Project xCloud: Microsoft revealed the future of gaming

Microsoft looks to take Xbox experience onto mobile

Microsoft reveals Project xCloud games streaming service - Industry - News

Microsoft's new service, Project xCloud enabled with the state-of-the-art game streaming technology, offers the gamers the freedom to play on the device of their choice without being bound to device-specific gaming, thereby empowering the gamers to be the focus of their gaming experience.

That doesn't come immediately, however: Choudhry has confirmed Project xCloud as 'a multi-year journey,' with public trials of the service not due to begin until some time in 2019.

The Xbox One console is a great device where you can play lots of awesome games such as Halo 5, Forza Horizon 4 and more.

Project xCloud is already up and running, but it'll take a while to come to market as the company works out latency and compression technology for the best experience. "Our goal with Project xCloud is to deliver a quality experience for all gamers on all devices that's consistent with the speed and high-fidelity gamers experience and expect on their PCs and consoles". It could be a while before we hear more about when we can get our hands on Project xCloud and test it out for ourselves.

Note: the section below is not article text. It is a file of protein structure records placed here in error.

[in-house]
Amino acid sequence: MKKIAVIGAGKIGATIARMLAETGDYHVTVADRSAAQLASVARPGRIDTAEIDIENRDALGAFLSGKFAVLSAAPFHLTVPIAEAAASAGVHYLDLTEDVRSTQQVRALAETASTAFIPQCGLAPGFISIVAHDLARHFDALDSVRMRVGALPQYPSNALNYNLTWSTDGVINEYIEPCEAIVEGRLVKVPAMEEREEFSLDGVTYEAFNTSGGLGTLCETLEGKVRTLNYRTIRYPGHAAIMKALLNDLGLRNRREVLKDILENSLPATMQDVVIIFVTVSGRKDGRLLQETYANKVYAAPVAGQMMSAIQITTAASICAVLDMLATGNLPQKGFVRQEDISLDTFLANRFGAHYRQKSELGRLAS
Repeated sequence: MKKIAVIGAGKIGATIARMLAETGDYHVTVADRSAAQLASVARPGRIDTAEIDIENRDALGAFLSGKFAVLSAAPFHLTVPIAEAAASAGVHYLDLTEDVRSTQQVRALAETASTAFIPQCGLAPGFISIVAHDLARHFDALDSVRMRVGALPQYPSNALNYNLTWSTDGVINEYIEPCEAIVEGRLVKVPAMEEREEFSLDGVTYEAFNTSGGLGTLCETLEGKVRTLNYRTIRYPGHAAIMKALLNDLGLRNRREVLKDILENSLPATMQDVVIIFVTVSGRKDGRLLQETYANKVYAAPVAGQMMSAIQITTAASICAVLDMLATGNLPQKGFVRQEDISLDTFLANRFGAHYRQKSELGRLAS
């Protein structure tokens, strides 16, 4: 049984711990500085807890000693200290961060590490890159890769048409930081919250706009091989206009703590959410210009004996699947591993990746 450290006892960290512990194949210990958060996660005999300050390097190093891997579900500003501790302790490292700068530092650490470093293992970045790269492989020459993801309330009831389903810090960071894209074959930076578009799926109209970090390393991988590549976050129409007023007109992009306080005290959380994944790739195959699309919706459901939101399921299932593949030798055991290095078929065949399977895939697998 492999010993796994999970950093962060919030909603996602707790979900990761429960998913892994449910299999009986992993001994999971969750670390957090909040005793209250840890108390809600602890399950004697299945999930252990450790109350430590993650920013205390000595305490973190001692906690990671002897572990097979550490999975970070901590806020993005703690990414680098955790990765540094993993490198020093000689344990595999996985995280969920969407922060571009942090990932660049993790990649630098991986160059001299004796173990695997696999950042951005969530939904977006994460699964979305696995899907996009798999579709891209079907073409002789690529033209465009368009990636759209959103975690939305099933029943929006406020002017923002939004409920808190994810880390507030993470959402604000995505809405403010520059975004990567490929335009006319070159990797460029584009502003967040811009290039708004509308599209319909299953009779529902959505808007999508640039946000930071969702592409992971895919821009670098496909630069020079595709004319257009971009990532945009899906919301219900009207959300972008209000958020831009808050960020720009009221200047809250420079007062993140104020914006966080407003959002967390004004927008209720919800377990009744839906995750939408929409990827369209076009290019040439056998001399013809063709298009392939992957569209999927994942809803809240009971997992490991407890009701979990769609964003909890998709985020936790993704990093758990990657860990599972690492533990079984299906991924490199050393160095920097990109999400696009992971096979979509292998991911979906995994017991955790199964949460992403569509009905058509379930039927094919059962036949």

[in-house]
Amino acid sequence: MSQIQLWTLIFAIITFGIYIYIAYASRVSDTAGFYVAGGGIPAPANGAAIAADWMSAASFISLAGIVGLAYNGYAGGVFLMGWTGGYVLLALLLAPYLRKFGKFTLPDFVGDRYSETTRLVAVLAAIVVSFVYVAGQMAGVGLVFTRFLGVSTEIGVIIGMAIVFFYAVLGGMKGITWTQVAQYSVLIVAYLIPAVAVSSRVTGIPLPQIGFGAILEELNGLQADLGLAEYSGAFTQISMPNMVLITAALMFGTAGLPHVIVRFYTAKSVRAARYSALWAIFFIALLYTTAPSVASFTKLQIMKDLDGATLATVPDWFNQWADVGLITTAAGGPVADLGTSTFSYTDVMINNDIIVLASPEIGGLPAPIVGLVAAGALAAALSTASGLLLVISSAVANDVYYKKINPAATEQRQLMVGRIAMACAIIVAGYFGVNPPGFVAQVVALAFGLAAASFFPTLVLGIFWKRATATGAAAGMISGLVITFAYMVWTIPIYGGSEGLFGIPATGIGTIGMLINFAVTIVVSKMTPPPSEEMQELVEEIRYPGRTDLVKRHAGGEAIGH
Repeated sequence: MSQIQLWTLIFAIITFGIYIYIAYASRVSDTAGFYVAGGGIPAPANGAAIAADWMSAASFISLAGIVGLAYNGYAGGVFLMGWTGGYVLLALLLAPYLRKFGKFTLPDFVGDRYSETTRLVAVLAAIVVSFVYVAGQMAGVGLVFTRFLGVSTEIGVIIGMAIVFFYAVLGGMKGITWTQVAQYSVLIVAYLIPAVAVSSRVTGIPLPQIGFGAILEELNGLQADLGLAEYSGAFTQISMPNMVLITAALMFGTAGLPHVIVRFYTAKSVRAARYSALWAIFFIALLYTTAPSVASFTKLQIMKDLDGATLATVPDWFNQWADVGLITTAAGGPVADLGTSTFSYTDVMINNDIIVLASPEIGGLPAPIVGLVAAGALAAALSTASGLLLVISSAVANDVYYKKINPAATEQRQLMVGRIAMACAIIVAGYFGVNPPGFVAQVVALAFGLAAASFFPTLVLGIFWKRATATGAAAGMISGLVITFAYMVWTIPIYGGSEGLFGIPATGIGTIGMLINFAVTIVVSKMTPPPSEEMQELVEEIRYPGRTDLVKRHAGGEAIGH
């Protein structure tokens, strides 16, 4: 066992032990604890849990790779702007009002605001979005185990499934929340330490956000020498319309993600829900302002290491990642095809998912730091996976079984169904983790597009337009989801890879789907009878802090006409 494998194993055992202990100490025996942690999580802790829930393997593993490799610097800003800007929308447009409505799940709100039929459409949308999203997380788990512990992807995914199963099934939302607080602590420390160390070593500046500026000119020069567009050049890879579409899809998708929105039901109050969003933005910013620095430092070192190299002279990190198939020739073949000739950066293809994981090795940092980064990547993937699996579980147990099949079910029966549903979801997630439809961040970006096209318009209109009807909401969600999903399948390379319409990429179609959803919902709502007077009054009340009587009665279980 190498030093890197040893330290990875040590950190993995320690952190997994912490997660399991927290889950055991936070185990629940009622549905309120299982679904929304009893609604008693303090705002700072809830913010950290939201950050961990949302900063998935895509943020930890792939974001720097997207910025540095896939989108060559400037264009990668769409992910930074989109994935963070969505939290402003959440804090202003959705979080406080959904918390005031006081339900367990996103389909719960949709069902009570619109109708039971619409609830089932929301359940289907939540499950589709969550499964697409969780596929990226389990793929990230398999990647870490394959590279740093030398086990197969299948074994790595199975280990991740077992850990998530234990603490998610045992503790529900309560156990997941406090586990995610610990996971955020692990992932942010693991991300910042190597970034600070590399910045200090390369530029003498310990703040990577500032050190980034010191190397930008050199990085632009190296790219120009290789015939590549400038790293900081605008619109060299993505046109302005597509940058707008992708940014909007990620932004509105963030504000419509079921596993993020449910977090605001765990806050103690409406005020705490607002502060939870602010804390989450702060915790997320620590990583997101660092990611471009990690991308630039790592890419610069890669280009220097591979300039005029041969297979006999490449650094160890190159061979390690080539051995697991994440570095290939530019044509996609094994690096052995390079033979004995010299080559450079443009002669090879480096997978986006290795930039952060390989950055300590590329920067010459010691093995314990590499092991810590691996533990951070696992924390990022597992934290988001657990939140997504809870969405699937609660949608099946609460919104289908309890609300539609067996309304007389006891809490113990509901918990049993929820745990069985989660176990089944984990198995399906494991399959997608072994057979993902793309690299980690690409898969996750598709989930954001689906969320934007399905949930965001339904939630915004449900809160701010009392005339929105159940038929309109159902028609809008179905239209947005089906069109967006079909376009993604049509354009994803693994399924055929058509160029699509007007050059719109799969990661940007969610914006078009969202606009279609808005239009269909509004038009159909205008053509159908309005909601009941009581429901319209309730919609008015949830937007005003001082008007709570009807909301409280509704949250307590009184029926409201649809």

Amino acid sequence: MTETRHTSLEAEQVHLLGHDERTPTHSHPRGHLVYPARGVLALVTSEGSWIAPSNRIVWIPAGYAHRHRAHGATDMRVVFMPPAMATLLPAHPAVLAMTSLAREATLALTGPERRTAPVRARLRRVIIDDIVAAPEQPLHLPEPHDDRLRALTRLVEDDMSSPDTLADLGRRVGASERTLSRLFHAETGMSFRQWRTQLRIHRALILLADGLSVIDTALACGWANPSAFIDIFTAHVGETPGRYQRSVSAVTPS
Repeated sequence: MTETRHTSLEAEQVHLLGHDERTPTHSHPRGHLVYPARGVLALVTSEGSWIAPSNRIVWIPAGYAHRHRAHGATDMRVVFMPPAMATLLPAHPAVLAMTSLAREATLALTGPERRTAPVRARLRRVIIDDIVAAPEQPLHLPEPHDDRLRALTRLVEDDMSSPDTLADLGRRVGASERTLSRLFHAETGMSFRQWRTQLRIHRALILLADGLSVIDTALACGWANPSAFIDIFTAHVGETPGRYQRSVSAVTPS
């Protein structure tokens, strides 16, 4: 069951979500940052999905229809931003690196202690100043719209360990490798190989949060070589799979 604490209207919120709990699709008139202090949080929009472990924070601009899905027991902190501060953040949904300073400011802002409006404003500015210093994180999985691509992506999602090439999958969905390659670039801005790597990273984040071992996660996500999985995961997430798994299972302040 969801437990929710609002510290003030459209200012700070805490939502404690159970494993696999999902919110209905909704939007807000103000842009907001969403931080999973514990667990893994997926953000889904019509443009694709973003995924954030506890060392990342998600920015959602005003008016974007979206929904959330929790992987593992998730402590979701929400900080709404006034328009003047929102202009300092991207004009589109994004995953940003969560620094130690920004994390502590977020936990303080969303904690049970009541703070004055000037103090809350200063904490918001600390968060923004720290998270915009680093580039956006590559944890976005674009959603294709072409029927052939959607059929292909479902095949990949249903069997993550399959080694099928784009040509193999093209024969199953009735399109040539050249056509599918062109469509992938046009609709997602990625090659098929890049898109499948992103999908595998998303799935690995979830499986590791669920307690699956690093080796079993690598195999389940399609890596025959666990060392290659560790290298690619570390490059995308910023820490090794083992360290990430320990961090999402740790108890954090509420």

Microsoft revealed the plan just a week after Google unveiled Project Stream, its own PC gaming cloud service, which it it started trialling on Friday after many months of rumours. Would you use a controller on your mobile or touchscreen?

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The service is so-designed to be compatible with the existing and upcoming Xbox games with the help of a custom hardware built for data centers for harnessing the platform and console performance for several years. The system is being tested on mobile devices via touch input and with a Xbox Wireless Controller connected via Bluetooth.

Microsoft reckons its Azure datacenters (two of which are headed to South Africa before the sun sets on 2018) have the scale to meet the demands of Project xCloud and we tend to agree. Microsoft is now testing this service and it will be rolled out for pubic trials in 2019. Right now, Microsoft's researchers are looking to combat latency with new networking technology, in addition to tackling issues with video encoding and decoding across devices.

Problems Microsoft now face include low-latency video, frame rates, and supporting a large, multi-user network.

Microsoft gaming division Xbox is preparing for a life beyond consoles.

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